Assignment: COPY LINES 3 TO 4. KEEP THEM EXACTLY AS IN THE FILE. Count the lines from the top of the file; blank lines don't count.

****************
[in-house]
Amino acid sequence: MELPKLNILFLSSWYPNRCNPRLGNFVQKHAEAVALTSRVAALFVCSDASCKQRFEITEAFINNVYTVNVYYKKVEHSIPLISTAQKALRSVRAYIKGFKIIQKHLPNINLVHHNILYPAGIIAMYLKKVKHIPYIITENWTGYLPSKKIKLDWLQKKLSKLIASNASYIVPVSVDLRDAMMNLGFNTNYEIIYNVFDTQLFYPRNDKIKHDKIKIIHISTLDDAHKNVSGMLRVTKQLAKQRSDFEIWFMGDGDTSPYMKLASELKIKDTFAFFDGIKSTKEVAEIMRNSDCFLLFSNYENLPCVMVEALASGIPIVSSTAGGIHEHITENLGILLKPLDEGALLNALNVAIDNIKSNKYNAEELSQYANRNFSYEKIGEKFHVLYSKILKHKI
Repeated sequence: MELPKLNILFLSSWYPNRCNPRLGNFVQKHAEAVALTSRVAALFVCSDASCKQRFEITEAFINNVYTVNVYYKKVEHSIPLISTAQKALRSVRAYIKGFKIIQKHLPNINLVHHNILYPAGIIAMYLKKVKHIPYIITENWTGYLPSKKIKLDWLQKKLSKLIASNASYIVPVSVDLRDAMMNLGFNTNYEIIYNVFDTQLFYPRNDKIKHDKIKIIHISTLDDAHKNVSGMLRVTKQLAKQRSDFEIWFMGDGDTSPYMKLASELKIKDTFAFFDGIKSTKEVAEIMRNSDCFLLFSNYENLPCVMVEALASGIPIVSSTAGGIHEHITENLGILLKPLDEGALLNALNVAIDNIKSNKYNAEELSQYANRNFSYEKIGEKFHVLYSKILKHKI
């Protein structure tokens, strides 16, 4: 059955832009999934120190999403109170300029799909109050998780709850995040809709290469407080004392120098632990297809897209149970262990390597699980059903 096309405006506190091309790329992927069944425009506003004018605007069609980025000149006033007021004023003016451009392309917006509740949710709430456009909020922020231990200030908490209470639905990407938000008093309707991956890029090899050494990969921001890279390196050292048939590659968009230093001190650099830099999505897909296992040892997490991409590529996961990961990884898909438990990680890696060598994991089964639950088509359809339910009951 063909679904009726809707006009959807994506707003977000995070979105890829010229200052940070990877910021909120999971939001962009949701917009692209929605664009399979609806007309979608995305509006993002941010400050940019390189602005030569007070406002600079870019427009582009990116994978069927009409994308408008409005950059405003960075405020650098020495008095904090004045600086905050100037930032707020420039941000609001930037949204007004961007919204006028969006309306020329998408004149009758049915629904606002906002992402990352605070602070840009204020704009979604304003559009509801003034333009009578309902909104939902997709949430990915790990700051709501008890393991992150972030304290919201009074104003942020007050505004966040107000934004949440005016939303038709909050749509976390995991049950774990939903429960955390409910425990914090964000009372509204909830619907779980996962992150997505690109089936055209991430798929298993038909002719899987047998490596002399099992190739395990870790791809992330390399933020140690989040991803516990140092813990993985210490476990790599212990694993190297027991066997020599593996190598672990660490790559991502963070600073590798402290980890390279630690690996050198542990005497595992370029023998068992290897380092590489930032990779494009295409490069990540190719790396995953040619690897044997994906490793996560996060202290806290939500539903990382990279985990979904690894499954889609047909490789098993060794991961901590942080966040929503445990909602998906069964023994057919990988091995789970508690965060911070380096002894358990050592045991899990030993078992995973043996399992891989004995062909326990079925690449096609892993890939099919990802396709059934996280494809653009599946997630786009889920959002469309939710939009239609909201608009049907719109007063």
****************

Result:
Repeated sequence: MELPKLNILFLSSWYPNRCNPRLGNFVQKHAEAVALTSRVAALFVCSDASCKQRFEITEAFINNVYTVNVYYKKVEHSIPLISTAQKALRSVRAYIKGFKIIQKHLPNINLVHHNILYPAGIIAMYLKKVKHIPYIITENWTGYLPSKKIKLDWLQKKLSKLIASNASYIVPVSVDLRDAMMNLGFNTNYEIIYNVFDTQLFYPRNDKIKHDKIKIIHISTLDDAHKNVSGMLRVTKQLAKQRSDFEIWFMGDGDTSPYMKLASELKIKDTFAFFDGIKSTKEVAEIMRNSDCFLLFSNYENLPCVMVEALASGIPIVSSTAGGIHEHITENLGILLKPLDEGALLNALNVAIDNIKSNKYNAEELSQYANRNFSYEKIGEKFHVLYSKILKHKI
């Protein structure tokens, strides 16, 4: 059955832009999934120190999403109170300029799909109050998780709850995040809709290469407080004392120098632990297809897209149970262990390597699980059903 096309405006506190091309790329992927069944425009506003004018605007069609980025000149006033007021004023003016451009392309917006509740949710709430456009909020922020231990200030908490209470639905990407938000008093309707991956890029090899050494990969921001890279390196050292048939590659968009230093001190650099830099999505897909296992040892997490991409590529996961990961990884898909438990990680890696060598994991089964639950088509359809339910009951 063909679904009726809707006009959807994506707003977000995070979105890829010229200052940070990877910021909120999971939001962009949701917009692209929605664009399979609806007309979608995305509006993002941010400050940019390189602005030569007070406002600079870019427009582009990116994978069927009409994308408008409005950059405003960075405020650098020495008095904090004045600086905050100037930032707020420039941000609001930037949204007004961007919204006028969006309306020329998408004149009758049915629904606002906002992402990352605070602070840009204020704009979604304003559009509801003034333009009578309902909104939902997709949430990915790990700051709501008890393991992150972030304290919201009074104003942020007050505004966040107000934004949440005016939303038709909050749509976390995991049950774990939903429960955390409910425990914090964000009372509204909830619907779980996962992150997505690109089936055209991430798929298993038909002719899987047998490596002399099992190739395990870790791809992330390399933020140690989040991803516990140092813990993985210490476990790599212990694993190297027991066997020599593996190598672990660490790559991502963070600073590798402290980890390279630690690996050198542990005497595992370029023998068992290897380092590489930032990779494009295409490069990540190719790396995953040619690897044997994906490793996560996060202290806290939500539903990382990279985990979904690894499954889609047909490789098993060794991961901590942080966040929503445990909602998906069964023994057919990988091995789970508690965060911070380096002894358990050592045991899990030993078992995973043996399992891989004995062909326990079925690449096609892993890939099919990802396709059934996280494809653009599946997630786009889920959002469309939710939009239609909201608009049907719109007063």